Cannabis is often said to give people the munchies, even being used medicinally as an appetite stimulant. Now those properties have become the basis for a patent recently filed by India Globalization Capital (IGC) which, if approved, could lead to the use of phytocannabinoids as officially prescribable treatments for eating disorders such as anorexia and cachexia.
Cachexia is a condition that commonly stems from progressive illnesses such as cancer, multiple sclerosis, Parkinson’s disease, and HIV/AIDS. The decrease in gastrointestinal function that accompanies such disorders causes a wasting away of the body and weakness of muscles, with cancer-induced cachexia having been identified as the cause of death in approximately one out of every five cancer patients.
This month IGC filed a U.S. patent application based on a new therapy they’ve developed that uses a combination of cannabinoids and other drugs already approved by the FDA.
In a press release presented last week, IGC’s chief executive officer Ram Mukunda stated: “Securing FDA approval for combination therapies is generally much faster and less expensive than the process for new drug applications. As a result,” he added, “we believe that we can bring our cannabis-based pharmaceutical products to market in both an expeditious and cost-effective manner.”
In preparation for this, IGC has assembled a phytocannabinoid development committee to review medical facilities in the U.S. and around the world as venues to perform preclinical and clinical trials. They’ve also developed a strategic alliance with International Pharma Trials, leveraging their expertise in nervous system disorders research and the FDA approval process.
IGC’s new combination therapy is expected to treat eating disorders with a reduction of side-effects typically caused by current monotherapies—a goal shared with two additional new therapy patents being developed by IGC to treat refractory epilepsy, and to treat neuropathic pain and arthritis. This could bode well for IGC, as pain relief is one of the largest segments of the global healthcare sector, representing roughly six billion dollars per year in the U.S. alone.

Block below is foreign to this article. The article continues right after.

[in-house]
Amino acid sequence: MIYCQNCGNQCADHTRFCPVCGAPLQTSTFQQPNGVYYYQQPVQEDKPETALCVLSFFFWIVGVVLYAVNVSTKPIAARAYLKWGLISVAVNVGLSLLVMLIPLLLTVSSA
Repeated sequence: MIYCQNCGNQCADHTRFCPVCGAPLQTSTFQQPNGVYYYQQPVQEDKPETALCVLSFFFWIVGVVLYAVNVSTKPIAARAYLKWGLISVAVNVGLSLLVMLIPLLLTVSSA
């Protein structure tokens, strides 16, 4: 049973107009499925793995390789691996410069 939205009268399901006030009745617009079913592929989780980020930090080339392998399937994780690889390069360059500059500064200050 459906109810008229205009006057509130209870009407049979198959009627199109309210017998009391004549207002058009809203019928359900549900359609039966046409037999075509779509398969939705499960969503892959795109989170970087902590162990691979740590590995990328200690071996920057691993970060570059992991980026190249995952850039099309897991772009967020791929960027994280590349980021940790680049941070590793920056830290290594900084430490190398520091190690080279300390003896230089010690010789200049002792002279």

As for epilepsy, therapy research at IGC doesn’t end with humans. Seizures have been observed in dogs and cats as well, ranging from subtle to violent convulsions. Just like in humans, a seizure can often be an isolated event in pets, never occurring again within the pet’s lifespan. But in cases where pets suffer recurring seizures, treatment is needed to prevent the larger areas of the brain from being affected.
Existing pet seizure treatments such as phenobarbital and potassium bromide are known to cause side effects including anxiety, ataxia, and nausea—all of which have been mitigated in previous preclinical trials on mammals through the administration of cannabinoid therapies. To facilitate the development of pet-oriented combination treatments similar to their human-oriented therapies, IGC plans to conduct metabolic profiling and to apply to the FDA for trials.
They’re also currently engaging in information exchange with other research groups, doctors, and biotech companies working within the cannabis sector, and are additionally welcoming engagement with medical cannabis dispensaries, as well as producers and processors with expertise in producing strains that exhibit specific terpene profiles, and/or are rich in particular cannabinoids that may have pharmacological applications. IGC’s website emphasizes that they encourage related inquires, and that all inquiries will be kept confidential.
Although at the time of this writing no timeline has yet been defined for pet-oriented therapy trials, IGC’s established timeline sets trials for their human-oriented therapies to begin during 2017.